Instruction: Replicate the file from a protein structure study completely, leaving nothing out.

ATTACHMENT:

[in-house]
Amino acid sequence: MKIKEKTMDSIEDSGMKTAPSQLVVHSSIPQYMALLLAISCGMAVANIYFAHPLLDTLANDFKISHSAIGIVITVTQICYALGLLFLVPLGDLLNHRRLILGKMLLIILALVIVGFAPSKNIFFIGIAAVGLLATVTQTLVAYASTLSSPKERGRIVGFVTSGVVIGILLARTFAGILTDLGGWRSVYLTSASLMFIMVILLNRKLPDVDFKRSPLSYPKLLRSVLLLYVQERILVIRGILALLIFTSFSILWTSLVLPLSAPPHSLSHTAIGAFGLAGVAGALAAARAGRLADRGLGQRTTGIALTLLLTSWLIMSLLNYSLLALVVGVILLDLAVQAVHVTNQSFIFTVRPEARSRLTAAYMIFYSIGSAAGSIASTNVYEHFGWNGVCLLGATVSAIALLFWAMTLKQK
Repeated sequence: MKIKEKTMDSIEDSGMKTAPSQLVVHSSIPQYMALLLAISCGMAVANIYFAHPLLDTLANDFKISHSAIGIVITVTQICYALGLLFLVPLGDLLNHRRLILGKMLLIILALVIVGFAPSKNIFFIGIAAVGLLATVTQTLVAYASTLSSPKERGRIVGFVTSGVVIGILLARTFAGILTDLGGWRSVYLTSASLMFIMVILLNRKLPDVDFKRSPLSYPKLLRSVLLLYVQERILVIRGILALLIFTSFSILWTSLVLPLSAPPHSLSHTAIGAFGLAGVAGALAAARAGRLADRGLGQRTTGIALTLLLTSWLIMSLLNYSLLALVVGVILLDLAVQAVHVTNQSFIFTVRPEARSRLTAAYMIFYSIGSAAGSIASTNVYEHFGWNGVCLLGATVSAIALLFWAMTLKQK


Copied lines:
[in-house]
Amino acid sequence: MKIKEKTMDSIEDSGMKTAPSQLVVHSSIPQYMALLLAISCGMAVANIYFAHPLLDTLANDFKISHSAIGIVITVTQICYALGLLFLVPLGDLLNHRRLILGKMLLIILALVIVGFAPSKNIFFIGIAAVGLLATVTQTLVAYASTLSSPKERGRIVGFVTSGVVIGILLARTFAGILTDLGGWRSVYLTSASLMFIMVILLNRKLPDVDFKRSPLSYPKLLRSVLLLYVQERILVIRGILALLIFTSFSILWTSLVLPLSAPPHSLSHTAIGAFGLAGVAGALAAARAGRLADRGLGQRTTGIALTLLLTSWLIMSLLNYSLLALVVGVILLDLAVQAVHVTNQSFIFTVRPEARSRLTAAYMIFYSIGSAAGSIASTNVYEHFGWNGVCLLGATVSAIALLFWAMTLKQK
Repeated sequence: MKIKEKTMDSIEDSGMKTAPSQLVVHSSIPQYMALLLAISCGMAVANIYFAHPLLDTLANDFKISHSAIGIVITVTQICYALGLLFLVPLGDLLNHRRLILGKMLLIILALVIVGFAPSKNIFFIGIAAVGLLATVTQTLVAYASTLSSPKERGRIVGFVTSGVVIGILLARTFAGILTDLGGWRSVYLTSASLMFIMVILLNRKLPDVDFKRSPLSYPKLLRSVLLLYVQERILVIRGILALLIFTSFSILWTSLVLPLSAPPHSLSHTAIGAFGLAGVAGALAAARAGRLADRGLGQRTTGIALTLLLTSWLIMSLLNYSLLALVVGVILLDLAVQAVHVTNQSFIFTVRPEARSRLTAAYMIFYSIGSAAGSIASTNVYEHFGWNGVCLLGATVSAIALLFWAMTLKQK